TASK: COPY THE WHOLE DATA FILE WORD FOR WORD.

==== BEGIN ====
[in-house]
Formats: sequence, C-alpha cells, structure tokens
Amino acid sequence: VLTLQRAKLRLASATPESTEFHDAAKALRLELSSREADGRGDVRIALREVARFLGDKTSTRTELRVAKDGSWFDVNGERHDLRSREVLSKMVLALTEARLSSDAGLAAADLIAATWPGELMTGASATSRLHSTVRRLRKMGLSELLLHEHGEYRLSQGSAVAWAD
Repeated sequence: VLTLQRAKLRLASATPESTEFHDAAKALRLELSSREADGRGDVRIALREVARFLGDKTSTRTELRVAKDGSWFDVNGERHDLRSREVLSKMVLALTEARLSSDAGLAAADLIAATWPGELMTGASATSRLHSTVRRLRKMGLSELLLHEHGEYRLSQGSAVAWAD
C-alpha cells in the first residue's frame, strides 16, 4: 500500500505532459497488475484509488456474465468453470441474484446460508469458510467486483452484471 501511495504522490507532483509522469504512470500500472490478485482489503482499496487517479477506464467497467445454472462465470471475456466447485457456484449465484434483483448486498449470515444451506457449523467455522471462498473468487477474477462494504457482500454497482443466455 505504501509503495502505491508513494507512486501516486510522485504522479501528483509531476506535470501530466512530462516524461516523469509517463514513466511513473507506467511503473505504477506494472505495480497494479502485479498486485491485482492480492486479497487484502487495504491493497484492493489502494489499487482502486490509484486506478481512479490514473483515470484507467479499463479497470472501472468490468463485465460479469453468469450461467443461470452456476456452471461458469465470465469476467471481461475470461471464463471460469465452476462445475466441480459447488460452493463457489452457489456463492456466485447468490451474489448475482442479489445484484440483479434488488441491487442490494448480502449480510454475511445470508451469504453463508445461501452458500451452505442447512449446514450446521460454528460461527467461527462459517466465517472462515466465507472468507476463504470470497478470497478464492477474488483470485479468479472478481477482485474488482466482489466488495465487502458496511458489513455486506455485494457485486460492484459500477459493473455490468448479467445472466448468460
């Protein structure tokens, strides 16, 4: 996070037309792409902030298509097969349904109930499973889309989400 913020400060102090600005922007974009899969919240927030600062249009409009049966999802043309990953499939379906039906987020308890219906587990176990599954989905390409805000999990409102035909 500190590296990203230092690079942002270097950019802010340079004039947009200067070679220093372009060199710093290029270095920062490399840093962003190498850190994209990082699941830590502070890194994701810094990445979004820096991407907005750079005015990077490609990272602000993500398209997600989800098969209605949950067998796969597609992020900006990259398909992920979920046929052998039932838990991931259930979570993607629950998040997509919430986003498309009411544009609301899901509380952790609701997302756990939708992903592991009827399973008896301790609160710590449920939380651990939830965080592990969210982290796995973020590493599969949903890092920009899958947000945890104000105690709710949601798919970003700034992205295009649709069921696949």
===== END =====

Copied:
[in-house]
Formats: sequence, C-alpha cells, structure tokens
Amino acid sequence: VLTLQRAKLRLASATPESTEFHDAAKALRLELSSREADGRGDVRIALREVARFLGDKTSTRTELRVAKDGSWFDVNGERHDLRSREVLSKMVLALTEARLSSDAGLAAADLIAATWPGELMTGASATSRLHSTVRRLRKMGLSELLLHEHGEYRLSQGSAVAWAD
Repeated sequence: VLTLQRAKLRLASATPESTEFHDAAKALRLELSSREADGRGDVRIALREVARFLGDKTSTRTELRVAKDGSWFDVNGERHDLRSREVLSKMVLALTEARLSSDAGLAAADLIAATWPGELMTGASATSRLHSTVRRLRKMGLSELLLHEHGEYRLSQGSAVAWAD
C-alpha cells in the first residue's frame, strides 16, 4: 500500500505532459497488475484509488456474465468453470441474484446460508469458510467486483452484471 501511495504522490507532483509522469504512470500500472490478485482489503482499496487517479477506464467497467445454472462465470471475456466447485457456484449465484434483483448486498449470515444451506457449523467455522471462498473468487477474477462494504457482500454497482443466455 505504501509503495502505491508513494507512486501516486510522485504522479501528483509531476506535470501530466512530462516524461516523469509517463514513466511513473507506467511503473505504477506494472505495480497494479502485479498486485491485482492480492486479497487484502487495504491493497484492493489502494489499487482502486490509484486506478481512479490514473483515470484507467479499463479497470472501472468490468463485465460479469453468469450461467443461470452456476456452471461458469465470465469476467471481461475470461471464463471460469465452476462445475466441480459447488460452493463457489452457489456463492456466485447468490451474489448475482442479489445484484440483479434488488441491487442490494448480502449480510454475511445470508451469504453463508445461501452458500451452505442447512449446514450446521460454528460461527467461527462459517466465517472462515466465507472468507476463504470470497478470497478464492477474488483470485479468479472478481477482485474488482466482489466488495465487502458496511458489513455486506455485494457485486460492484459500477459493473455490468448479467445472466448468460
């Protein structure tokens, strides 16, 4: 996070037309792409902030298509097969349904109930499973889309989400 913020400060102090600005922007974009899969919240927030600062249009409009049966999802043309990953499939379906039906987020308890219906587990176990599954989905390409805000999990409102035909 500190590296990203230092690079942002270097950019802010340079004039947009200067070679220093372009060199710093290029270095920062490399840093962003190498850190994209990082699941830590502070890194994701810094990445979004820096991407907005750079005015990077490609990272602000993500398209997600989800098969209605949950067998796969597609992020900006990259398909992920979920046929052998039932838990991931259930979570993607629950998040997509919430986003498309009411544009609301899901509380952790609701997302756990939708992903592991009827399973008896301790609160710590449920939380651990939830965080592990969210982290796995973020590493599969949903890092920009899958947000945890104000105690709710949601798919970003700034992205295009649709069921696949």